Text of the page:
Background: Guideline non-adherence and variations in therapeutic and diagnostic trajectories result in suboptimal atrial fibrillation (AF) treatments. Large academic and referral hospitals demonstrated positive effects of dedicated outpatient AF clinics. Although similar results have not been indicated in (small) non-academic hospitals yet, ample opportunities are present when collaboration is initiated on a regional level. Therefore, this study assesses the effectiveness of outpatient AF clinics in a collaborative region in the Netherlands.
Methods: For this study baseline and 6 months follow-up data of a prospective cohort including newly or recently diagnosed AF-patients of 4 hospitals involved in the Netherlands Heart Network are used. From January'15 to March'16 patient relevant outcome measures (ie EHRA score, stroke, major bleedings, hospitalizations, serious adverse effects of medication, and mortality) are gathered. Descriptive and regression analyses are performed to assess the effectiveness of outpatient AF clinics.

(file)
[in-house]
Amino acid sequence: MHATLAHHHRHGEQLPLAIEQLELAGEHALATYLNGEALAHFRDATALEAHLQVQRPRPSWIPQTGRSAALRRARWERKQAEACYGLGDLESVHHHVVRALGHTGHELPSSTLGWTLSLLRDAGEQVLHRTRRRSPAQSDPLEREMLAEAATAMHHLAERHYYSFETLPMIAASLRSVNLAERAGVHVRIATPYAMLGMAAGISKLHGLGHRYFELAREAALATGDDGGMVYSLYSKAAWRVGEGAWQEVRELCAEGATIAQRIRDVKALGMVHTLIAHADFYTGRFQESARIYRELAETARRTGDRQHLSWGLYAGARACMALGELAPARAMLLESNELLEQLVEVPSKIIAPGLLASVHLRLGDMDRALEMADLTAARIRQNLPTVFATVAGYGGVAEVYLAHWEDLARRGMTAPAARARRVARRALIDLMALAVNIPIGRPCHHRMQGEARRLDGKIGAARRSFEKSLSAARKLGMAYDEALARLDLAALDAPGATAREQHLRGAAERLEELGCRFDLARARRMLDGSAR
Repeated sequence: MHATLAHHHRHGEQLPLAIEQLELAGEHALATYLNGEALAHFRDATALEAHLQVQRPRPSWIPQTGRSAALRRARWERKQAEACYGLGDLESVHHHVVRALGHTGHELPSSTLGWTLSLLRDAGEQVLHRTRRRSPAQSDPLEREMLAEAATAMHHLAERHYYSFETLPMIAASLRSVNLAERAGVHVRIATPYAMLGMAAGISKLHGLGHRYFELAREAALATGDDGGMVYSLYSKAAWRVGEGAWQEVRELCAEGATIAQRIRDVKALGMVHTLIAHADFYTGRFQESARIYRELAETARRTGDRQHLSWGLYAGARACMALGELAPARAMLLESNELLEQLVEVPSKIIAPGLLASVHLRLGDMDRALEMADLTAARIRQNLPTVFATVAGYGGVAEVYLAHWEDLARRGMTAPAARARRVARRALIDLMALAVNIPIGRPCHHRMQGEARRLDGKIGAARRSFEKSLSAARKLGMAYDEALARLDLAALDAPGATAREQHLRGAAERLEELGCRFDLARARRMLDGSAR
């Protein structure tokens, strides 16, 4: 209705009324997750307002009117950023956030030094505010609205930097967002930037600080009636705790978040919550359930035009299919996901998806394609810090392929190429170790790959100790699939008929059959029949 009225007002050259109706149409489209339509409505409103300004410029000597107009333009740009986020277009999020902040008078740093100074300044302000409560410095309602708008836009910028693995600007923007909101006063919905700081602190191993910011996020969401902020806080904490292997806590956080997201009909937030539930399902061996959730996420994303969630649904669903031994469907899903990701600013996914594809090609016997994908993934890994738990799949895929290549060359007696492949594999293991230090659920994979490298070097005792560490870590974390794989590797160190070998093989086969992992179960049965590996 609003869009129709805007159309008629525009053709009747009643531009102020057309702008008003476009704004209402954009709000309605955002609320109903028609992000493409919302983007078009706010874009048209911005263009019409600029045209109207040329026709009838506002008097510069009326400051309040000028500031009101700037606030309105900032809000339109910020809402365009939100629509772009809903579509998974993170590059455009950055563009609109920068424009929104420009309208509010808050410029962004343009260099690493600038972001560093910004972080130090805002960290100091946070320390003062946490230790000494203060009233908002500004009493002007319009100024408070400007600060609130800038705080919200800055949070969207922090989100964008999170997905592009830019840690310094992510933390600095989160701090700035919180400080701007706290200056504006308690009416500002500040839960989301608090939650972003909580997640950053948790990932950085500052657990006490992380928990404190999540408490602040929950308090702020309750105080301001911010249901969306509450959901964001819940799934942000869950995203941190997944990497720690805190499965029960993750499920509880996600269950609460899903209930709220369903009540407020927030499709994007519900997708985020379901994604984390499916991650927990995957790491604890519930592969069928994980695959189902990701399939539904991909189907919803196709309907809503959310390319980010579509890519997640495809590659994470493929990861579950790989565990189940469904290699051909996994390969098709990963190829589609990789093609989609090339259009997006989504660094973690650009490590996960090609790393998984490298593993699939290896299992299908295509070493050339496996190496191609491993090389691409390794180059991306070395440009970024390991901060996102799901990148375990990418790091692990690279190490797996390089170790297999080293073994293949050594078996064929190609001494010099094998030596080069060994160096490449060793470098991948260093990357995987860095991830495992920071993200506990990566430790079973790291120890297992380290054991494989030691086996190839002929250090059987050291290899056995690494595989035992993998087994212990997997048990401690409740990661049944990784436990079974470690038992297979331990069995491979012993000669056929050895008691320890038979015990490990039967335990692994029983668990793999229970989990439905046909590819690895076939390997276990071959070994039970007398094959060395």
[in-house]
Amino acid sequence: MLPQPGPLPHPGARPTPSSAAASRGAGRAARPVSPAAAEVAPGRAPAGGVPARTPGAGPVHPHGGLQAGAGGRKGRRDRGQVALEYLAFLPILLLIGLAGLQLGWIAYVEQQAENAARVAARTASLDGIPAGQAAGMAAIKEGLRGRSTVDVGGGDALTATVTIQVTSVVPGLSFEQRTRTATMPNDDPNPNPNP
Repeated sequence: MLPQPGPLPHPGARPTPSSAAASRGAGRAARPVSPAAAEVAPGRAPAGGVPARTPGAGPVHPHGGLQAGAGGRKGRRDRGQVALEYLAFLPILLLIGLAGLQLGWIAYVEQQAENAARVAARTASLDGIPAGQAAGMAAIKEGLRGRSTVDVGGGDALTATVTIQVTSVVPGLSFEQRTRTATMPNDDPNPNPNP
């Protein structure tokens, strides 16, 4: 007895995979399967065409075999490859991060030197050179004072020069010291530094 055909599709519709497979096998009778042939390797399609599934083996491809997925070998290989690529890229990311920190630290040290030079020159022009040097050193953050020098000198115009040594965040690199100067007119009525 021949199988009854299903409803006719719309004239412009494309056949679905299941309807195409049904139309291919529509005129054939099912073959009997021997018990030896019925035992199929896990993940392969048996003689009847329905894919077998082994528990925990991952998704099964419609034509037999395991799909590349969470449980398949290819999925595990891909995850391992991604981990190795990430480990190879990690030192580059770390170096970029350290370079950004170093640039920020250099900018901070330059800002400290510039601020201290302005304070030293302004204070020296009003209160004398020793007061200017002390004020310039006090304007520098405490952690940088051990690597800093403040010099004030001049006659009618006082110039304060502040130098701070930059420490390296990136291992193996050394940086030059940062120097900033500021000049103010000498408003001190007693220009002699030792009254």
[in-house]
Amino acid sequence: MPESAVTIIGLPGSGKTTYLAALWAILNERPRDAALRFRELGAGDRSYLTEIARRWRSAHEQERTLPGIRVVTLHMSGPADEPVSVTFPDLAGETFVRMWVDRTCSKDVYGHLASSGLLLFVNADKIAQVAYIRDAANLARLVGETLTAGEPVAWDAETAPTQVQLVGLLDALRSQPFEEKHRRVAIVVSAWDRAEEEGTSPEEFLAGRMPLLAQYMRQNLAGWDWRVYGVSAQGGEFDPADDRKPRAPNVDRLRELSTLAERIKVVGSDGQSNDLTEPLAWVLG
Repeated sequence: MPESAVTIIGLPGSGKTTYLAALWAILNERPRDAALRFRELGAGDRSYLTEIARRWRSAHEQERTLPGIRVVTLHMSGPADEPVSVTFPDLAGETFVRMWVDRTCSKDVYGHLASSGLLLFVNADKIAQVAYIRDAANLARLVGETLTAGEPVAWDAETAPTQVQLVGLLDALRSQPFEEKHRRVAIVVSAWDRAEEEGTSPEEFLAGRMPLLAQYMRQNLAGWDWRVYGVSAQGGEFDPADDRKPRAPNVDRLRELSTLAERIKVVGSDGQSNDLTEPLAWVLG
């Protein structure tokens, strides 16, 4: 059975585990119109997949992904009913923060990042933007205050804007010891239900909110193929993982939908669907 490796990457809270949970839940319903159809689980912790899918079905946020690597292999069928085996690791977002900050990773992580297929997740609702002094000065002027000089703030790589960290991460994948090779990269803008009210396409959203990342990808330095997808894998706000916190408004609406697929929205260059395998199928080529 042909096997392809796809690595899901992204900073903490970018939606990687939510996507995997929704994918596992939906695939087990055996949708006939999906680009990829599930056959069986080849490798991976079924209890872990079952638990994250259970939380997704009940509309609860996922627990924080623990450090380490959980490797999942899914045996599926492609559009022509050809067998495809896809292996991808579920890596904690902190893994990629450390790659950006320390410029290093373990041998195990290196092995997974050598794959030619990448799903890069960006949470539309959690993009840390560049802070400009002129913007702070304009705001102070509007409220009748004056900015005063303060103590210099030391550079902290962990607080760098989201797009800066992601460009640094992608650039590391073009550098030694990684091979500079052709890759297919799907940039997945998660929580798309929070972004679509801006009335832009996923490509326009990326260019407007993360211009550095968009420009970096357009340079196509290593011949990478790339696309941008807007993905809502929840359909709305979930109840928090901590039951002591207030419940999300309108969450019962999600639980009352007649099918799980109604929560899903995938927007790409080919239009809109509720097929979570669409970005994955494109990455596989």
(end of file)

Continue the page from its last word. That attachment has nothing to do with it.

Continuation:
Results: In the analyses 448 AF-patients were included. After 6 months, significant improvements regarding EHRA score (P < 0.01), hypertension (P < 0.01), and type of AF (P < 0.01) were indicated. Results of the patient relevant outcomes showed that AF-patients were hospitalized 23 times, no major bleedings and 2 strokes occurred. Furthermore, 0 AF-patients reported serious adverse effects of medication and no AF-patients deceased.
Conclusions: Collaboration between cardiologists in a regional setting permits further improvement of AF care. Therefore, such quality targets are not exclusively reserved to large academic or referral hospitals. Although promising, future research should put effort in measuring the effectiveness of the outpatient AF clinics also on the long run.
Keywords: atrial fibrillation; nurse‐led care; outpatient atrial fibrillation clinic; patient relevant outcomes; regional collaboration.